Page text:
Bulletin, October/November 2006

Information Sharing of an Informatics Student Design Team

by Ammy Jiranida Phuwanartnurak

Ammy Phuwanartnurak is a doctoral candidate in the Information School at the University of Washington, Seattle. She can be reached at jiranida<at>u.washington.edu.

In the spring 2005 I studied the information sharing of an informatics student design team from a database class. The design team worked on designing and developing a small, but quite complex, information retrieval system as part of the class requirements. This article highlights important findings from the study in relation to finding patterns of information sharing in student teams. Cognitive work analysis (CWA) was used as a framework in collecting and analyzing data. Interviews and email logs were key methods for collecting data. 

Data were analyzed with respect to the CWA framework. For this study, I chose to focus on the dimensions of CWA – work environment, work domain, organizational and social interaction, and the actor’s resources and values. The means-ends analysis template is a tool used in CWA to analyze complexity in the study context. Briefly, it is an abstraction hierarchy, ranging from the most abstract level (goal and constraints) to the most concrete level (physical resources). In this study, the means-ends analysis template was used as a tool to analyze work environment and work domain, while a social-organizational analysis was used to analyze the team’s organizational and social interaction and the actor’s resources and values. In addition to the means-ends analysis, email communications were analyzed to further understand the information sharing and social interaction of the team. The findings reveal the nature of information sharing as well as the factors that shape the information sharing practices of the student design team. 

The Student Design Team
The student design team participating in the study was one of 13 student teams taking a database class. Each student team, selected by the instructor and a teaching assistant based on a skills profile, consisted of three to four students. The team members took this class primarily to meet the informatics program requirements and to learn about database design. The class was constrained by many factors such as school and the university requirements, instructor and students’ knowledge and information technologies. However, a major constraint pointed out by all team members was a schedule. Besides passing the class, students considered learning about the database and getting hands-on experience working with databases as priorities of this class.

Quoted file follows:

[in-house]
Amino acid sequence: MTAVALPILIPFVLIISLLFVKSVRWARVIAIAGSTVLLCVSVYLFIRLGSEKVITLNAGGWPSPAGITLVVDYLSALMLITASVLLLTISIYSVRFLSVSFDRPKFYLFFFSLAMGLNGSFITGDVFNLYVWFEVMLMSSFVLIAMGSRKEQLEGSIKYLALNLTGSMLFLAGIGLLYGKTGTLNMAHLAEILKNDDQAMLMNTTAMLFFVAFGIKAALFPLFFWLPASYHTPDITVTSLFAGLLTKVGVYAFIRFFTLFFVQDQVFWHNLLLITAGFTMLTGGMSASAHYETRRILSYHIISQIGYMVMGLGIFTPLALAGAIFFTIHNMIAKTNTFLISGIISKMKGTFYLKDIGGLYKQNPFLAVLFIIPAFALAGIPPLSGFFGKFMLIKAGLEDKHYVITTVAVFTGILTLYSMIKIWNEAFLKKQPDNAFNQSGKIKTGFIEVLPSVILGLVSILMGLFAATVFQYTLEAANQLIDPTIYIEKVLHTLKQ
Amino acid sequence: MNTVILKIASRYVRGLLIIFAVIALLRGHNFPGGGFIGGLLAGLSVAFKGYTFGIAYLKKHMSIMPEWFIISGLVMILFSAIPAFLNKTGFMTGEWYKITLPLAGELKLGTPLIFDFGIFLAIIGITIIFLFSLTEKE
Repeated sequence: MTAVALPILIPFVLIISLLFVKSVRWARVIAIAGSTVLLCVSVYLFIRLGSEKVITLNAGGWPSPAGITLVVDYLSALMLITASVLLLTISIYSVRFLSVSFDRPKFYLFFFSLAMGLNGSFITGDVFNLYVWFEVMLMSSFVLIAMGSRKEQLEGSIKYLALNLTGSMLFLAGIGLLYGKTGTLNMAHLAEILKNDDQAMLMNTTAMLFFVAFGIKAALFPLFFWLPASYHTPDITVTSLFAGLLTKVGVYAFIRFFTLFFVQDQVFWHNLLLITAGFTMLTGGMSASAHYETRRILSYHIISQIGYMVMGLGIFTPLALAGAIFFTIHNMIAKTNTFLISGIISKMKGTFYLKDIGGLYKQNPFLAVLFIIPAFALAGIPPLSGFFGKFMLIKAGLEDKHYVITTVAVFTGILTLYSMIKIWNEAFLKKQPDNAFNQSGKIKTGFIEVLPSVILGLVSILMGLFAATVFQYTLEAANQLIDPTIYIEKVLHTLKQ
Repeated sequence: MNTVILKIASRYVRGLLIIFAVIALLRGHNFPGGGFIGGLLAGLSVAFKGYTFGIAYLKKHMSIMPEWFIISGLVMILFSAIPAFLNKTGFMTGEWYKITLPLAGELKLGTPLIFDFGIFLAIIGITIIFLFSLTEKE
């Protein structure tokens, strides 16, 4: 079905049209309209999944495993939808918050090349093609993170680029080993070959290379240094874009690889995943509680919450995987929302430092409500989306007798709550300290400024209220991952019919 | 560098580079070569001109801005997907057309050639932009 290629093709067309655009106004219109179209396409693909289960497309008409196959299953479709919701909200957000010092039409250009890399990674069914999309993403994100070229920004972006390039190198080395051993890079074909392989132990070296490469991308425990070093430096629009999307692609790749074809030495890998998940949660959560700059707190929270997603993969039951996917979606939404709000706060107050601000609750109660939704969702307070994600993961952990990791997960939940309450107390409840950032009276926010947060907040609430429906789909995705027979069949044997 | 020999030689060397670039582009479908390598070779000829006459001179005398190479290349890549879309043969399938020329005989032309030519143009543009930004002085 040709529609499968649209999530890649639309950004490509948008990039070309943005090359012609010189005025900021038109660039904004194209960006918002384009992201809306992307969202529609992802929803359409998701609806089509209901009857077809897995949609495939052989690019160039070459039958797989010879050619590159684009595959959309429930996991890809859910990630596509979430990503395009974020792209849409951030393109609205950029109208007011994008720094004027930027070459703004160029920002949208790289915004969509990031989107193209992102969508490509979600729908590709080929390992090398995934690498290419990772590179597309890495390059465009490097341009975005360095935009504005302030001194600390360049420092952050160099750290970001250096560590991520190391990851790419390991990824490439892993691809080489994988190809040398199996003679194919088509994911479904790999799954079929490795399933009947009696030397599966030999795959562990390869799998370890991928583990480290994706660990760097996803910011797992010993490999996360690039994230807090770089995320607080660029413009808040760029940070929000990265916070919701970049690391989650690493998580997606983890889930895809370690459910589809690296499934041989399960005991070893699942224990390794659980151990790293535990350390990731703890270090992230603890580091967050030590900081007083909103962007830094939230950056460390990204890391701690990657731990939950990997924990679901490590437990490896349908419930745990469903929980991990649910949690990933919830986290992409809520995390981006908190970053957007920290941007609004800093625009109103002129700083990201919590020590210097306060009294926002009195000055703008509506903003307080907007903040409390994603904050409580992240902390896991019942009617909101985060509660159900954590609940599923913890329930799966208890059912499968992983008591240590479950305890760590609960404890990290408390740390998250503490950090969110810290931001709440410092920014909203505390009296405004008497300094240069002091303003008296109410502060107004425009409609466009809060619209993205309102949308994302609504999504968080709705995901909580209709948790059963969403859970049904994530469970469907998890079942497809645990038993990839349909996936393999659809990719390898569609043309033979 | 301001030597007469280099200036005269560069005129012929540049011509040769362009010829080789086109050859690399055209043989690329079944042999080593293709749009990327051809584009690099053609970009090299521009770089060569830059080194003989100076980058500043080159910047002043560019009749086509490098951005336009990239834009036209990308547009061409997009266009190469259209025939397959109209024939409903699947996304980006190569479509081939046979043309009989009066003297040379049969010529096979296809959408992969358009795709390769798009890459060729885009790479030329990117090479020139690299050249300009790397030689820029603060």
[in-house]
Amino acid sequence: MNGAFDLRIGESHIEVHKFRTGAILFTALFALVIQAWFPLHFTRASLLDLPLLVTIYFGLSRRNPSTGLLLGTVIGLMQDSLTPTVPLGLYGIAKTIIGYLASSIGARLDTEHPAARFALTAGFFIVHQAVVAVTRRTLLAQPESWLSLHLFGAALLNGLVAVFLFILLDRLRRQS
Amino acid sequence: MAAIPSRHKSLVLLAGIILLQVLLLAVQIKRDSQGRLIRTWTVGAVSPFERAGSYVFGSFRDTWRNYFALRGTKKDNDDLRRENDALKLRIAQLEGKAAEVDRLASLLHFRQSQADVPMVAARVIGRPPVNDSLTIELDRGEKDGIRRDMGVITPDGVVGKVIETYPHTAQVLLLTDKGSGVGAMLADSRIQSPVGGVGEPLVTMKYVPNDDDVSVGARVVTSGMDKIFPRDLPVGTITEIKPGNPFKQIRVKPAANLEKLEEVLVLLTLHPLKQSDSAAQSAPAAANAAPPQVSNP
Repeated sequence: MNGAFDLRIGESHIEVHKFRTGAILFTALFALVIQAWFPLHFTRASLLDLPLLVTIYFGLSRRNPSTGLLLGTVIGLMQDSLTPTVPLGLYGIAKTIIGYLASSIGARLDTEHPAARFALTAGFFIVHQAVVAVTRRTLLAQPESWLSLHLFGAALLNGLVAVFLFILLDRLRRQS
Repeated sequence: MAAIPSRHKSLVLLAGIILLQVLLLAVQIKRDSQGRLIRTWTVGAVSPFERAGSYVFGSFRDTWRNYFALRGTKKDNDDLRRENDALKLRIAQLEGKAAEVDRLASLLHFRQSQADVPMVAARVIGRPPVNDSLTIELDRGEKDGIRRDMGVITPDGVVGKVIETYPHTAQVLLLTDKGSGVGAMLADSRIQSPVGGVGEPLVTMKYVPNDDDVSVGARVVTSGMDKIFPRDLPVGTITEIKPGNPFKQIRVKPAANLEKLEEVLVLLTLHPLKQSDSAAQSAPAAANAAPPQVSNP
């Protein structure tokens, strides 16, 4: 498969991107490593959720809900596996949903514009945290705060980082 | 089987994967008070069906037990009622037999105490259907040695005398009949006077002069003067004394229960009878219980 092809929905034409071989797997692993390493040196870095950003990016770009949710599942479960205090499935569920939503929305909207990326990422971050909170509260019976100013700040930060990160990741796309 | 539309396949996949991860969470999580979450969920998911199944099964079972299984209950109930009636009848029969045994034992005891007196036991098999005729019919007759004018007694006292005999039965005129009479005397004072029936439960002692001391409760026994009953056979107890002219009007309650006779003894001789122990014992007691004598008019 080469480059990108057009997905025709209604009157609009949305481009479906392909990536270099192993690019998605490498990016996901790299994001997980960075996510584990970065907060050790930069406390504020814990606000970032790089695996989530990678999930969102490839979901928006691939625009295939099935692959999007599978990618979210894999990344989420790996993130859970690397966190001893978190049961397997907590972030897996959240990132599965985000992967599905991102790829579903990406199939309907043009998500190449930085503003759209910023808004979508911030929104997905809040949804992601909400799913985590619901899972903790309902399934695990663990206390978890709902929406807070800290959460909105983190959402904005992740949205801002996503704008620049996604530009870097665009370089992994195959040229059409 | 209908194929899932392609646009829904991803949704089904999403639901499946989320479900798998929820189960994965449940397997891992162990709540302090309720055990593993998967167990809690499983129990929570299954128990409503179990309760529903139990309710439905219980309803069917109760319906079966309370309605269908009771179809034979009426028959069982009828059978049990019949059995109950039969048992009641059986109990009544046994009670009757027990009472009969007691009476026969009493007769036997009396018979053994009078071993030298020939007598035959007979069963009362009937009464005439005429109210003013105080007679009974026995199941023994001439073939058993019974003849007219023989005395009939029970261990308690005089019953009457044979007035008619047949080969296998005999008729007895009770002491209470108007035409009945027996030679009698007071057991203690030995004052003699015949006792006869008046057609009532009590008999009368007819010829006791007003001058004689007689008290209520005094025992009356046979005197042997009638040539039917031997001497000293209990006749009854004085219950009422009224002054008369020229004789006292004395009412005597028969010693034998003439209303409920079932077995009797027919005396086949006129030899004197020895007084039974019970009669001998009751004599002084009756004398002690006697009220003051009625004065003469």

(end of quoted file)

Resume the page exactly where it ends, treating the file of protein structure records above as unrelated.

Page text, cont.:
The team consisted of three junior informatics students – Alan, Bill and Charles (pseudonyms). The goal of the team was to design and develop a detailed specification and a working prototype of an information system focusing on the evolution of cities and towns. The designed system would enable people to submit photographs and other media (such as audio files) of places so that people could see how a building, view, landscape feature or artifact has changed over time. The team had approximately 10 weeks to complete this design project, which was subject to a number of project requirements developed by the instructor. The main priorities of this project included finishing deliverables on time and developing a usable database system. 

The Organization of the Team’s Work
Team members’ competence and the desire to share work load equally were the main criteria for role allocation. The task division was also somewhat constrained by project requirements specified by the instructor as outlined in the project description document. That is, the design and coding must be done individually by a designated lead person. At the planning stage, the work was divided fairly equally. For example, each member individually wrote about one third of the first draft of the project report. Later on, when the team started coding tasks, team members selected the part of the work with which they felt comfortable. 

Although the team did not have a clear social-organizational structure, its structure could be best described as autocratic. Bill appeared to have more influence on how the work should be done than the other two members. Alan and Charles perceived Bill to be more knowledgeable, while Bill believed that he could accomplish this project by himself. Bill was often the first to start working on project deliverables, and he would tell others what they would (or should) do next. Alan and Charles often felt like Bill was a supervisor and they were employees.

All team members said that they would prefer a more democratic structure where all members participated equally in the work. They would like to communicate more and be more open with each other. However, the team did not make any attempt to communicate more openly. One reason could be that the team members all had other responsibilities such as other classes, individual homework and exams. Therefore, they did not have much time and effort to dedicate to this design project.

Team Culture
Team members described team culture as both laid-back and deadline-driven. No work was done until a few days before due dates. Although all team members said that they expected their team culture to change, they had done nothing to change it. Reviewing the team members’ comments, one could conclude that perhaps there was no change because the group project was worth only 30% of the total class grade and the available time to spend on the project and the team was reduced by the amount of work from other classes.